Labor beats back asbestos bill
Organized labor successfully lobbied for the defeat of a controversial $140 billion asbestos bill in the Senate on February 14 by a vote of 58-41.
Labor, including the Change to Win Federation, opposed the bill for various reasons.
The BLET put out a call to its members on February 8, asking them to urge their Senators to vote no on the measure. The Brotherhood's State Legislative Board Chairmen also spent a great deal of time and effort lobbying against the bill.
"Their efforts were successful as the bill was ultimately defeated by two votes," said John Tolman, the BLET's Political and Legislative Director. "With the exception of three unions, all of Labor wanted to see this bill to fail."
For various reasons, numerous special interest groups joined labor to lobby against the bill. From labor's perspective, the trust fund for resolving claims was too small. In addition, the legislation did not resolve the issues of claims already filed against existing bankruptcy trusts, claims from individuals suffering from both asbestos and silica-related disease, and it did not contain an orderly sunset process that would have allowed for matters to be resolved before the fund was shut down.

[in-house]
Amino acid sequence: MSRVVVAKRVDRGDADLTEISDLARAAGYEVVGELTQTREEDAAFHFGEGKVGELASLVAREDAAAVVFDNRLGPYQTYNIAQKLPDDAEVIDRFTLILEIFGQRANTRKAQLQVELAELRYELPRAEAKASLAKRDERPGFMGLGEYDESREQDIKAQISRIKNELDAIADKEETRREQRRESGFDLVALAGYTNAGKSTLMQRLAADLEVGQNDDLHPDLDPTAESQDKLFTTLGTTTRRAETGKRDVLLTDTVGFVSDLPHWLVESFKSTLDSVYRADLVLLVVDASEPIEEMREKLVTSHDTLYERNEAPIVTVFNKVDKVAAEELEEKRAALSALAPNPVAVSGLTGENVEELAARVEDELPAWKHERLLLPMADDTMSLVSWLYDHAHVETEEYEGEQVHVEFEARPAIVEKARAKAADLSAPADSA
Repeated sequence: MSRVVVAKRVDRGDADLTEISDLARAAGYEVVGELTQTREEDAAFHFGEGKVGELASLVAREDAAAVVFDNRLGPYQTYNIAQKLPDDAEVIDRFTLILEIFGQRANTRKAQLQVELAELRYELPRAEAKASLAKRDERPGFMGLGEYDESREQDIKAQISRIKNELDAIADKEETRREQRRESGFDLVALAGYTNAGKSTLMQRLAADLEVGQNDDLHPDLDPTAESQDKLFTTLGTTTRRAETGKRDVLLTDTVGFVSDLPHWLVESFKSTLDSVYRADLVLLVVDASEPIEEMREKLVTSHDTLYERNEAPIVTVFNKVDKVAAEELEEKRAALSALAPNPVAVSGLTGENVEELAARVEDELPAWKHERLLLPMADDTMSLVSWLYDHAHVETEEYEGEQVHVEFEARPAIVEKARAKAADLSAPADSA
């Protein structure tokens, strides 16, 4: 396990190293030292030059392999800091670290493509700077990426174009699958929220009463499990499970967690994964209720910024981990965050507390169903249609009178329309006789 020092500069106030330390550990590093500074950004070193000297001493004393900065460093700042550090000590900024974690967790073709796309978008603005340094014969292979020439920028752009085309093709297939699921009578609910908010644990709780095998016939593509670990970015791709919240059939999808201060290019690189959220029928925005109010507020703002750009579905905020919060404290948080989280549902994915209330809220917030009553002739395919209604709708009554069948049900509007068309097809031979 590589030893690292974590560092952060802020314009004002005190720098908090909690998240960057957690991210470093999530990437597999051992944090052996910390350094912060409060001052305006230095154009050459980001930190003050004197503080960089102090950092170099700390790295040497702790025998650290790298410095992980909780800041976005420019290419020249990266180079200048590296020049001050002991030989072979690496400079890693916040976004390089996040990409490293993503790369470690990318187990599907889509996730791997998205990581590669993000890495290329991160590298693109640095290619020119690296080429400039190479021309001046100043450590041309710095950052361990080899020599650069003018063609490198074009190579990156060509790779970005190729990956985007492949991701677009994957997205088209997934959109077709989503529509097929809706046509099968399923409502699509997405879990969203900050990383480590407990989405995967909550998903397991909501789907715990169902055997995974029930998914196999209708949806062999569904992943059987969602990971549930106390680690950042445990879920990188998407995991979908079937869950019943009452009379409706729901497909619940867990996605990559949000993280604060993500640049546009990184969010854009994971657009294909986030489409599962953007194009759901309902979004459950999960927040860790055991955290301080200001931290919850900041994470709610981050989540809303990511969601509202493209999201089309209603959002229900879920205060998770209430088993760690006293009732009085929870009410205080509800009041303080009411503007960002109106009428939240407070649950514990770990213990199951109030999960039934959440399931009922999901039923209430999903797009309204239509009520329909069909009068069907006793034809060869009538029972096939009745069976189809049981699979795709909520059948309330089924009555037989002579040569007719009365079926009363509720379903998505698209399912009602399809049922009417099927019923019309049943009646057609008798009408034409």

The bill was introduced by Senator Arlen Specter (R-Pa.) and sought to create a $140 billion trust fund to compensate victims for asbestos-related medical problems. Asbestos manufacturers and their insurers would have financed the trust fund. In exchange, those organizations could no longer have been sued if the bill had been passed.
Senator Specter has already pledged to continue the pursuit of similar
legislation. However, with the Senate's attention turning to Patriot Act
issues for the rest of the week, then recess next week, it may be some time
before the issue resurfaces.
© 2006 Brotherhood of Locomotive Engineers and Trainmen